Granted, I could have played the vacation card, but every time I thought about it, I kept hearing this voice in my head say, “hunger doesn’t take a vacation.” And, so I did what thousands of others do every year – I donated some of my time to volunteer at the Food Bank.
I have to tell you, it was probably one of the most rewarding days I’ve had in a while. Seriously. Not only did I get to do some physical labor for a change (rather than working at my computer all day), I also met some of the most wonderful people! There was a hard working group from Chapel Hill Methodist Church who shared their secret for staying young: keep busy by volunteering! There were youth groups, senior groups, families and individuals who read about the need for volunteers in the newspaper and just showed up to help.
There were volunteers as young as 8 and as old as 80. Some couldn’t lift, but they could work an assembly line; some couldn’t stand, but they could put labels on boxes; some couldn’t sit still, but they could run around and pick up cardboard boxes and tear them down for recycling! In short, there was something for everyone and everyone served a purpose. It was like a well-oiled machine.
Joe, Liz, Jackie, Jamie, Dan and all the rest of the crew that run the Volunteer Center every day deserve a standing O. Or at least, a standing “Oh My!” It’s amazing the amount of work that goes into preparing, coordinating, training and overseeing volunteers from all walks of life, all ages and all skill levels. Somehow, they seem to pull it off and, in the end, we all went home tired, but feeling like we had truly made a difference in someone’s life. It doesn’t get much better than that.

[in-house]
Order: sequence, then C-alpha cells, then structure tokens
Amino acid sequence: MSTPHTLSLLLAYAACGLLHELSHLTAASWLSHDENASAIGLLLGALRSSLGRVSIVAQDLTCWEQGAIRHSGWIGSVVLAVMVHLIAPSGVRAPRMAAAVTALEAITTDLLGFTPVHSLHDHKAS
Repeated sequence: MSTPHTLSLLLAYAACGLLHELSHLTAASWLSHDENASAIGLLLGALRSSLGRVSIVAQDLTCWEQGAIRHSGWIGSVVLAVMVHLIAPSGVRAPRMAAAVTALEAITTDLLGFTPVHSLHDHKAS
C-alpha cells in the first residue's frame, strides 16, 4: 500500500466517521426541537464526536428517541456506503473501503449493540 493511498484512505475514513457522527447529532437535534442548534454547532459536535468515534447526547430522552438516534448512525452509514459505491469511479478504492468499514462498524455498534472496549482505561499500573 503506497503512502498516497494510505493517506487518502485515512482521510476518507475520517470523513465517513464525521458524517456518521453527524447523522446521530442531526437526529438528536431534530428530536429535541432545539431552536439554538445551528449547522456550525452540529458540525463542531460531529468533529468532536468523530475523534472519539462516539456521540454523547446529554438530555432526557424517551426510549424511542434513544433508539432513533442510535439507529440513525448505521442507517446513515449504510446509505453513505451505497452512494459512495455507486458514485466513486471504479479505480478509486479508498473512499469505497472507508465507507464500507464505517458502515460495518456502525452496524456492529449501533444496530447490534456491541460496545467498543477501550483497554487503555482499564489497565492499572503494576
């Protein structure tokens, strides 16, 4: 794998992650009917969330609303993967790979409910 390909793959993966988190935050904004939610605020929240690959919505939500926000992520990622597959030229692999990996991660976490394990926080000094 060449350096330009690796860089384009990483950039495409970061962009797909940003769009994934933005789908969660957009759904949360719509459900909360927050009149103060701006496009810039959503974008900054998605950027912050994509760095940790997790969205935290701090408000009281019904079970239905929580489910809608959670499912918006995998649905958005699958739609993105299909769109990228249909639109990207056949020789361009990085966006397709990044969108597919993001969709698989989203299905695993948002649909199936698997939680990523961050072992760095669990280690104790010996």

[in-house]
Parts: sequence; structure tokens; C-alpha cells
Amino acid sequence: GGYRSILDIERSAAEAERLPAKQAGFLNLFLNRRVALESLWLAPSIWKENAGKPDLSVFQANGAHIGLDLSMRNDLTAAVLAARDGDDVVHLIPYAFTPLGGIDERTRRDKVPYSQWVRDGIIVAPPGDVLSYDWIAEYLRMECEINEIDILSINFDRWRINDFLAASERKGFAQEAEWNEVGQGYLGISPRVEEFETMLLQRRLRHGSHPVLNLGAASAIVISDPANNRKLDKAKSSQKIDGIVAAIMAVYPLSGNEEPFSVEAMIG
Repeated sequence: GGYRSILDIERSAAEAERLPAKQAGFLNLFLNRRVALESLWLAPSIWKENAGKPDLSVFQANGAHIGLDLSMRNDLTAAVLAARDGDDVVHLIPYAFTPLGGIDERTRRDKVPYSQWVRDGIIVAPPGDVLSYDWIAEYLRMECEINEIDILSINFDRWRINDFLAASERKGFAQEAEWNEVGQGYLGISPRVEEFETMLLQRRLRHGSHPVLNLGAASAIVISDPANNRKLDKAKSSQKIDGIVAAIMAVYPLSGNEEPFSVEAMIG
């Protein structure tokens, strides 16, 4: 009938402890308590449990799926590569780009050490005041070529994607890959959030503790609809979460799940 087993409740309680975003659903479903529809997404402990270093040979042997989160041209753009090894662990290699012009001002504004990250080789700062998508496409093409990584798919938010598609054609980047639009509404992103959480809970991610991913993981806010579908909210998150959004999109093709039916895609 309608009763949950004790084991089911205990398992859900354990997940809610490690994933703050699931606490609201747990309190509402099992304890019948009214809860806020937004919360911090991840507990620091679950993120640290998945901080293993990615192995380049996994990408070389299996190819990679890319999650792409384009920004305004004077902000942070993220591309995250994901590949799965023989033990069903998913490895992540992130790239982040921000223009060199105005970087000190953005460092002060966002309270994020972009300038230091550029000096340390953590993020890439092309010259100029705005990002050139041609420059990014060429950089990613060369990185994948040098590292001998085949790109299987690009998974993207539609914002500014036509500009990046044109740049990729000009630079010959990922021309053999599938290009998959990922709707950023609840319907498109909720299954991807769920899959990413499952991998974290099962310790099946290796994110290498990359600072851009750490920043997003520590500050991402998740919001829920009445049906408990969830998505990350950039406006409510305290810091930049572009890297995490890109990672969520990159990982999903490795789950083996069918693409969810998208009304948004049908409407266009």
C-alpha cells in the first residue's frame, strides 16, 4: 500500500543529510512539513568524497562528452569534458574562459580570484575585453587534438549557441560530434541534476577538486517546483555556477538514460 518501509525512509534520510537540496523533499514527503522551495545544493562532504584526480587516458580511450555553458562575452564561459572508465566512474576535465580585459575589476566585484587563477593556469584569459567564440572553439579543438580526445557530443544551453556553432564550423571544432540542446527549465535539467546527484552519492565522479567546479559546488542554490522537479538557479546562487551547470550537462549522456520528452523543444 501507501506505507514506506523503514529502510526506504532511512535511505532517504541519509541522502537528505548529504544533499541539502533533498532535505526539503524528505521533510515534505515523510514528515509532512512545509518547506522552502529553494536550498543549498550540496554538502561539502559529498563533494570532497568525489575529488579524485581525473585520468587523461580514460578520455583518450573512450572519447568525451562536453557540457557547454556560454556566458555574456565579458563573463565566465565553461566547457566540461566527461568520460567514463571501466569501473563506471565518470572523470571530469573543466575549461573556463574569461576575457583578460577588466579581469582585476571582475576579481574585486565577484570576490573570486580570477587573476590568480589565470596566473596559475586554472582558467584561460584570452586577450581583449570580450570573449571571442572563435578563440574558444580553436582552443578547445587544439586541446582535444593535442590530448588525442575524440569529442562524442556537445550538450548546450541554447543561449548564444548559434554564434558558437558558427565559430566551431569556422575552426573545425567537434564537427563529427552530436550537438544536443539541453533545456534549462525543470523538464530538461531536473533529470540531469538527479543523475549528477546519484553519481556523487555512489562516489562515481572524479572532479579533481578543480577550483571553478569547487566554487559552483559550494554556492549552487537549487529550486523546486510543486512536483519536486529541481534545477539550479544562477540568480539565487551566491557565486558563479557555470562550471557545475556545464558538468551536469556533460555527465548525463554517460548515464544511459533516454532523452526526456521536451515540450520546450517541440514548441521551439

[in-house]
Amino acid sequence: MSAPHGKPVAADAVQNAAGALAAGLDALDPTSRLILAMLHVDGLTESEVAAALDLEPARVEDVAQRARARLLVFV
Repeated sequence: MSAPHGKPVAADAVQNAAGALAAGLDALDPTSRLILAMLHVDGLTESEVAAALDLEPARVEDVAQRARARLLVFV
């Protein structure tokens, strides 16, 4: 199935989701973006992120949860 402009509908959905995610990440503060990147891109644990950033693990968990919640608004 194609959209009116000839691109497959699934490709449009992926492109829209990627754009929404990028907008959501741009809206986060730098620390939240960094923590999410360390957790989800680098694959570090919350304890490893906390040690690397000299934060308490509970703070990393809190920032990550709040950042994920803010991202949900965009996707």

As for me – I may make this part of my vacation every year.
In an effort to help meet the increased demand for food, the Inasmuch Foundation presented the Food Bank with a generous $500,000 emergency assistance grant to help feed hungry Oklahomans.
Bob Ross, president and CEO of Inasmuch Foundation, said he hopes this grant will help create some stability for our most disadvantaged citizens. Since their first gift in December 1992, the Inasmuch Foundation has committed more than $2 million to the cause.
This grant couldn’t have come at a better time. We are distributing more food than any other time in the history of the org; we distributed more than three million pounds of food in April – which is a 29 percent increase over the same time a year ago.
Thank you so much to the Inasmuch Foundation for your continued commitment to fighting hunger in Oklahoma!
Donations are still coming in from post offices, but so far the total collected during the Letter Carriers Food Drive is 785,000 pounds of food! Big thank you to all the letter carriers, event sponsors, volunteers and donors who contributed to the success of the food drive!